What can the FBI do about Hillary Clinton without a grand jury?

It almost seems like old news at this point, but the Hillary Clinton email server story arc continues to dump one damaging headline after another on the head of the presumptive Democrat nominee. We saw the recent revelation that some of the material stashed away in that bathroom closet contained data relating to human intelligence at the highest level. We then heard former Attorney General Michael Mukasey say it’s time to charge her with mishandling classified documents. And yet nothing seems to happen beyond scattered rumors from mostly nameless sources saying that the FBI is busily digging away. Why is that?

Andrew Mccarthy points out this weekend that there’s something important missing from the process at this point: a grand jury.

In an ordinary case, that would not be a point worth making. The FBI routinely conducts major investigations in collaboration with Justice Department prosecutors — usually from the U.S. attorney’s office in the district where potential crimes occurred. That is because the FBI needs the assistance of a grand jury. The FBI does not have authority even to issue subpoenas, let alone to charge someone with a crime. Only federal prosecutors may issue subpoenas, on the lawful authority of the grand jury. Only prosecutors are empowered to present evidence or propose charges to the grand jury. And the Constitution vests only the grand jury with authority to indict — the formal accusation of a crime. In our system, the FBI can do none of these things.

No Justice Department, no grand jury. No grand jury, no case — period. As a technical matter, no matter how extensively the FBI pokes around on its own, no one can be a subject of a real investigation — i.e., one that can lead to criminal charges — unless and until there is a grand jury. That does not happen until the Justice Department hops on board.

Now, there’s nothing that Andrew is talking about at the 10,000 foot level which we haven’t noted here before. All the evidence in the world isn’t going to do any good if you can’t find someone to make an arrest and bring a case to trial. But he goes on from there to express a level of hope and confidence which I really haven’t been feeling thus far. The author’s main point is that the White House is currently hedging their bets by playing both sides of the fence, so to speak. Barack Obama, through the offices of his Attorney General, is allowing the FBI to move forward with the investigation, but Justice isn’t taking part in the process so there is no grand jury. In this way the President hopes to avoid the appearance of shielding Hillary from the long arm of the law while simultaneously protecting himself from the wolves in his own party who would be howling for blood if he brought Loretta Lynch in to make Clinton an “official target” of an investigation while she’s running for president.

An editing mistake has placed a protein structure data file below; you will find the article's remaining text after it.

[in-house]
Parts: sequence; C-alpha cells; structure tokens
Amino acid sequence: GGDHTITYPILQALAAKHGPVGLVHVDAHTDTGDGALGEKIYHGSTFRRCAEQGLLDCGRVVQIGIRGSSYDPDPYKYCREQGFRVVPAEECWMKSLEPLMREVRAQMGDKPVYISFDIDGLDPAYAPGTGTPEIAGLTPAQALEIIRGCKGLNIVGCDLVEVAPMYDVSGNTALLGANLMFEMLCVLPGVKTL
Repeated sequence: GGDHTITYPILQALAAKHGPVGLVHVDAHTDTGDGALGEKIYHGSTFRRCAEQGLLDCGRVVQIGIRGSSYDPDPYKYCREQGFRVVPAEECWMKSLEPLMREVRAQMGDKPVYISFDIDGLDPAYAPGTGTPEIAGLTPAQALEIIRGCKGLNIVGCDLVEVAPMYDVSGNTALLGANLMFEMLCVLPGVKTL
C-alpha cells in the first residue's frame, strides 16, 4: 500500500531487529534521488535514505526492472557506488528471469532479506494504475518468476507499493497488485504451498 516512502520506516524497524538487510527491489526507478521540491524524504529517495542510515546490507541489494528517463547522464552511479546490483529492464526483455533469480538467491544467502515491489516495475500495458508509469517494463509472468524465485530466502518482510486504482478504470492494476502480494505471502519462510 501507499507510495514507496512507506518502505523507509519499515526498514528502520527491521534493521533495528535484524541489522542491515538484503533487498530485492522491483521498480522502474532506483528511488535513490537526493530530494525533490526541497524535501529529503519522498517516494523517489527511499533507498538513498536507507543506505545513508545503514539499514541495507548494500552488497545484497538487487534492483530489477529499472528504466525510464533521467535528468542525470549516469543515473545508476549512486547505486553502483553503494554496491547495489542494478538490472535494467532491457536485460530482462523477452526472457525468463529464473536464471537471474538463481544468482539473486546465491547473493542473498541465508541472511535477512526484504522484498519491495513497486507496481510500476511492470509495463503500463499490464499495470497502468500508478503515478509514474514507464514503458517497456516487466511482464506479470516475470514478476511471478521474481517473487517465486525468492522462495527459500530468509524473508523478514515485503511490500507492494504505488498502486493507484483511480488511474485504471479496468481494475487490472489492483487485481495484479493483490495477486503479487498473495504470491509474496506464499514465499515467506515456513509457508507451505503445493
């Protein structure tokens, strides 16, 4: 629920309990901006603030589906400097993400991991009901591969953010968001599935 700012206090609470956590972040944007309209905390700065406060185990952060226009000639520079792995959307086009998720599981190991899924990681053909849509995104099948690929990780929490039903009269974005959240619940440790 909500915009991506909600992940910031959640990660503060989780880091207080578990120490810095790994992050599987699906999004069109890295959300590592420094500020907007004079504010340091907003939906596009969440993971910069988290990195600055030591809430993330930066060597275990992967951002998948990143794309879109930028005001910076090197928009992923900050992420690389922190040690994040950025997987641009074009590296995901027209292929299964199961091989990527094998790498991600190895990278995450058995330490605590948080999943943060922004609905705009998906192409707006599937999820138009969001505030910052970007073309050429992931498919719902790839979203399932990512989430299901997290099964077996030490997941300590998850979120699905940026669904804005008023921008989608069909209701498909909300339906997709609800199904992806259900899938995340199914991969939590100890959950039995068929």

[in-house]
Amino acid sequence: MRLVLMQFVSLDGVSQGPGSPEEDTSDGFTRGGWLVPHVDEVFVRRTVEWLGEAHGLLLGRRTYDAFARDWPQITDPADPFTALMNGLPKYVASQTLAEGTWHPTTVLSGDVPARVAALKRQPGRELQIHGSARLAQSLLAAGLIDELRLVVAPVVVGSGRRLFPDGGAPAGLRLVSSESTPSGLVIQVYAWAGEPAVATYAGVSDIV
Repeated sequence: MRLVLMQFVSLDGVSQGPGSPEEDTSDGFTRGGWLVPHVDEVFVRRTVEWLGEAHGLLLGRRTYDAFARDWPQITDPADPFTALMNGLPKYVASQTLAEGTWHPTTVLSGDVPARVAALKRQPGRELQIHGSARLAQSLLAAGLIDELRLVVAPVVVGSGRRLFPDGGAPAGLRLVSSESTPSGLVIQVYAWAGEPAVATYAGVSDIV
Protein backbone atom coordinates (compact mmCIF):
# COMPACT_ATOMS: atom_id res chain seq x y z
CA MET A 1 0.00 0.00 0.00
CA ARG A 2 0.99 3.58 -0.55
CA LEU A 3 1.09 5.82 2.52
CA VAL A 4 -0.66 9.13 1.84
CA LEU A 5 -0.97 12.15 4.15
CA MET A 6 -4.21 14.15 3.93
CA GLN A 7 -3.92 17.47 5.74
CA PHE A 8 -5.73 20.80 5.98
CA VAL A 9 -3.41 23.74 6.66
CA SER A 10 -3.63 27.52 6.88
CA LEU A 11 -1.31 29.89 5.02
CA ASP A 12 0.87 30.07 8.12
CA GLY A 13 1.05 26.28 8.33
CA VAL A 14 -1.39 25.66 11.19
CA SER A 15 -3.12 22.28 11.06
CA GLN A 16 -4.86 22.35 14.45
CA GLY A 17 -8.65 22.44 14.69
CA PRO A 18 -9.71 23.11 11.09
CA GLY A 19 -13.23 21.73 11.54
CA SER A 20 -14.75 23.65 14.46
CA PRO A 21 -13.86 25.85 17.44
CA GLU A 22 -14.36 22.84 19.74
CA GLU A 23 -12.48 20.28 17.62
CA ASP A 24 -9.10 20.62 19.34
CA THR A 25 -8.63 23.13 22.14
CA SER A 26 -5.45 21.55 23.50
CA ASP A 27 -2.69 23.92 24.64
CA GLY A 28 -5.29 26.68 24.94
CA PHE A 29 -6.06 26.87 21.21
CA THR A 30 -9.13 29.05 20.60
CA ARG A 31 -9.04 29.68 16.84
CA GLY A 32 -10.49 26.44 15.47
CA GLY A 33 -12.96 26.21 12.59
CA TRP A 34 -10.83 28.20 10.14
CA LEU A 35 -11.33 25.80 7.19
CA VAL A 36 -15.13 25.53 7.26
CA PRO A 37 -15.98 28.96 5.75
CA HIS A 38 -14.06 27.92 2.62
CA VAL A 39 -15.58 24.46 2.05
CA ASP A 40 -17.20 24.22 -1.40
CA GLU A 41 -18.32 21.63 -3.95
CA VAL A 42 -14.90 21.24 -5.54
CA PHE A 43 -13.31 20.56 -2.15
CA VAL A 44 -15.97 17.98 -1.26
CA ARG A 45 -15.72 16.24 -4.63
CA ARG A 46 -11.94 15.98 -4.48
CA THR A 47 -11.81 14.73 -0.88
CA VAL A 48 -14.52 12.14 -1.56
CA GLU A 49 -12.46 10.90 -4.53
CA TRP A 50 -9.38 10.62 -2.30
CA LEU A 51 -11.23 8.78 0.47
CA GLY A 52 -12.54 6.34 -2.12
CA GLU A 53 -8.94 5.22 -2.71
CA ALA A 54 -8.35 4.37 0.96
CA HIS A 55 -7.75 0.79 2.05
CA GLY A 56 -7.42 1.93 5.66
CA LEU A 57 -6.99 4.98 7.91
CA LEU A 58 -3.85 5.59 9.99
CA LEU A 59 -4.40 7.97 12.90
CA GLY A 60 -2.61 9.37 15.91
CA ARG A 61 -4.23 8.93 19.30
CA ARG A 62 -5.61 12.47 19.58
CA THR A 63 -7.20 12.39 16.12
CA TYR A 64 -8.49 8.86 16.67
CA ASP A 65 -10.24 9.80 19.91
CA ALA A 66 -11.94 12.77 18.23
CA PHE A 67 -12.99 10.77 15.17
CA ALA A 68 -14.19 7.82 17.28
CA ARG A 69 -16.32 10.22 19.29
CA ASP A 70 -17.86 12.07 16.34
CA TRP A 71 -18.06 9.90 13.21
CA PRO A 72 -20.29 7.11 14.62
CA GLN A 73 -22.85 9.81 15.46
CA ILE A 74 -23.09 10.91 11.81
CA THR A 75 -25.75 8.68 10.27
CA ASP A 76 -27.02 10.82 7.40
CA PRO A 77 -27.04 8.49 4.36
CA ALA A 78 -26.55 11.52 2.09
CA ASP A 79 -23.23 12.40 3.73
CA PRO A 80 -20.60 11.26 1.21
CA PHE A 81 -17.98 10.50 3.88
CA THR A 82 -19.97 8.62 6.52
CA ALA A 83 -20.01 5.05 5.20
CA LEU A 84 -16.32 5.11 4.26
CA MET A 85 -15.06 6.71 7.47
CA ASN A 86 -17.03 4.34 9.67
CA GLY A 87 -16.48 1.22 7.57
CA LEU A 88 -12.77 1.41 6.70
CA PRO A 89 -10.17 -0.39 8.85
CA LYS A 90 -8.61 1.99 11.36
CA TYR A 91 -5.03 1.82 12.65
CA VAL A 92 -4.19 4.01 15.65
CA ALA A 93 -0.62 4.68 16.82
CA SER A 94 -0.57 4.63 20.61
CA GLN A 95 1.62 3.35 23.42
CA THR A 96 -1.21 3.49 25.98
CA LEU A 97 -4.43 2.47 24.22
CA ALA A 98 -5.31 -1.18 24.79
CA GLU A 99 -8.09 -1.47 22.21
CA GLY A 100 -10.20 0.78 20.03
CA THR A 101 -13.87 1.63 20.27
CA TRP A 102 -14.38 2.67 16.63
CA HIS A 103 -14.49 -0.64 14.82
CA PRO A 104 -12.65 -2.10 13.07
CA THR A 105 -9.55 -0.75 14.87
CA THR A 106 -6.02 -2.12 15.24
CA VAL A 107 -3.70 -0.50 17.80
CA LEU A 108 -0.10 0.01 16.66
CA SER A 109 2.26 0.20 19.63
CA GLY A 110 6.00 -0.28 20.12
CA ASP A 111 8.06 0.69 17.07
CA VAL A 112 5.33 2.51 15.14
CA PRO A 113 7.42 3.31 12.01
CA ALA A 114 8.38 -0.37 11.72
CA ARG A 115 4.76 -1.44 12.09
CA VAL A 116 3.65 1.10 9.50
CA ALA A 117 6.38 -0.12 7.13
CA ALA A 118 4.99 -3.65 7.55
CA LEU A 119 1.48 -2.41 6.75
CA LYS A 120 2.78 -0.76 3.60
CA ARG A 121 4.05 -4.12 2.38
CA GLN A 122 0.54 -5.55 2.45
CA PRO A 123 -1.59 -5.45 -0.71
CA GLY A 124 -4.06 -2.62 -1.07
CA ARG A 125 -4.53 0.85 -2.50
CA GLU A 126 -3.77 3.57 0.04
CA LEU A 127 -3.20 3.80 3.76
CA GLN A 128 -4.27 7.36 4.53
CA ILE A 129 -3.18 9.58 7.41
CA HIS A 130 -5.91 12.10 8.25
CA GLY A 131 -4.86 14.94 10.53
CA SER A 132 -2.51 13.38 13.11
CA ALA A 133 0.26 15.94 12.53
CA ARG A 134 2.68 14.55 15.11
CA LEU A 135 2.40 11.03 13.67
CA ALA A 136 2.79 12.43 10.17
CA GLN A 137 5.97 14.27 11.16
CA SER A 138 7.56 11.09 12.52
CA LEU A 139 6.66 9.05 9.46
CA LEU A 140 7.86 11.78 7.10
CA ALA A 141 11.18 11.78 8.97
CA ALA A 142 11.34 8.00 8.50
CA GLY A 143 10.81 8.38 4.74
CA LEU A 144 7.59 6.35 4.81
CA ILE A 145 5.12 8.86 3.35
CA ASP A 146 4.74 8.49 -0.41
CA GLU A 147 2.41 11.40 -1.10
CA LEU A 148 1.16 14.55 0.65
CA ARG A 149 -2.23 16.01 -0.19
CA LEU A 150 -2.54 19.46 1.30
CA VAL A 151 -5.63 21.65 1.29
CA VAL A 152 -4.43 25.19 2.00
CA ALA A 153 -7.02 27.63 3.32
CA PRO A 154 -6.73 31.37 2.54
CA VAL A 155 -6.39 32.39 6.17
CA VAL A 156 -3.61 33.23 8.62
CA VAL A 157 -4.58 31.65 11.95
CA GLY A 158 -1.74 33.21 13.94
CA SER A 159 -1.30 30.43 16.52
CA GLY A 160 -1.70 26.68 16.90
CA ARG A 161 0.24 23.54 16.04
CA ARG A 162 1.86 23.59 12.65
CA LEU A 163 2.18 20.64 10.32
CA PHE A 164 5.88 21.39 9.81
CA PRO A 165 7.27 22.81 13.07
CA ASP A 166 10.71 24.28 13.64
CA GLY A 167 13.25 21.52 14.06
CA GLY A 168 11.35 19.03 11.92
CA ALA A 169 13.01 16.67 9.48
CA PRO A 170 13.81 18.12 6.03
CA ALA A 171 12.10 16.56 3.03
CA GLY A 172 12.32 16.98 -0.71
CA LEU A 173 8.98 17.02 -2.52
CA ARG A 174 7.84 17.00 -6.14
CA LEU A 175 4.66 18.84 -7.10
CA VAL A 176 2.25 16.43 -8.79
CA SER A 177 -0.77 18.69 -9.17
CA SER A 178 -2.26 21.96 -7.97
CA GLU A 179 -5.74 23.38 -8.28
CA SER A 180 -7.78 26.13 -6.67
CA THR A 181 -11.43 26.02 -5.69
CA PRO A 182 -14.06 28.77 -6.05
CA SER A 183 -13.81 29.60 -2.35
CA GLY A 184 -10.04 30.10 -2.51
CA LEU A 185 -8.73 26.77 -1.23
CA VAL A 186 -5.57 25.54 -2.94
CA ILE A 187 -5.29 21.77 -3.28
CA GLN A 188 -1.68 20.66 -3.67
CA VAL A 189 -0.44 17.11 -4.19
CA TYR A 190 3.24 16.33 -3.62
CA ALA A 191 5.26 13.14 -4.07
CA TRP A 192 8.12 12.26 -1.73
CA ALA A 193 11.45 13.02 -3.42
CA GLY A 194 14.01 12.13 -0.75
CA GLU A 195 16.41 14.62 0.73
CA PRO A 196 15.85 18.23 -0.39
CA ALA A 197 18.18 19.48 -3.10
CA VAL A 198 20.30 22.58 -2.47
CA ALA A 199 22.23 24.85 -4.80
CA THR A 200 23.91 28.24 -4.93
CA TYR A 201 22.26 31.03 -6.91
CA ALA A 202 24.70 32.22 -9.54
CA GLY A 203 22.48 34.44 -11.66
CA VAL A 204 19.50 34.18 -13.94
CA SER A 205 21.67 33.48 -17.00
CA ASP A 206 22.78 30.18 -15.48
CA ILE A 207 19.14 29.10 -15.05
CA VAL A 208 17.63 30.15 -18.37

All valid in my opinion, but then Andrew goes on to say that the President wouldn’t dare stand athwart the call of justice, and he’s placing his faith in the credentials of FBI Director James Comey.

Jim is tough, he is smart, and if there is a case to be made here, he will make it. And if he makes it, it will be bulletproof.

Of course, making the case would not mean the FBI could force attorney general Loretta Lynch — and the president to whom she answers — to pursue the case. The FBI cannot convene a grand jury and present an indictment. But you’d best believe the FBI can make the Obama administration look very bad if it shrinks from doing so. Then it will be a matter of how far Barack Obama is willing to stick his neck out for Hillary Clinton.

I’m betting: not that far.

Mccarthy clearly has a lot more faith in the system than I do. And to be clear, I’m not knocking James Comey here. I’ll take him at his word that he’s a conscientious servant of the law and that he’ll do his best to see any guilty parties brought before a judge and jury. But as Mccarthy freely admits, all Comey can really do is make the Obama administration look very bad if they fail to unleash the Justice Department on the case. But when has that stopped them before? As we’ve mentioned here more times than I can count, an IG brought forward a case against Huma Abedin on embezzlement charges and Attorney General simply passed on it. They didn’t care how bad anything looked. They simply weren’t going to go after anyone associated with Clinton or the White House inner circle.

Are we to believe that now Loretta Lynch would impanel a grand jury to go after Secretary Clinton over the classified information on her server? Andrew seems to think that failing to do so would require Barack Obama sticking his neck out on her behalf and that he would somehow balk at the idea. I’m not seeing it, though I’d love to be wrong.

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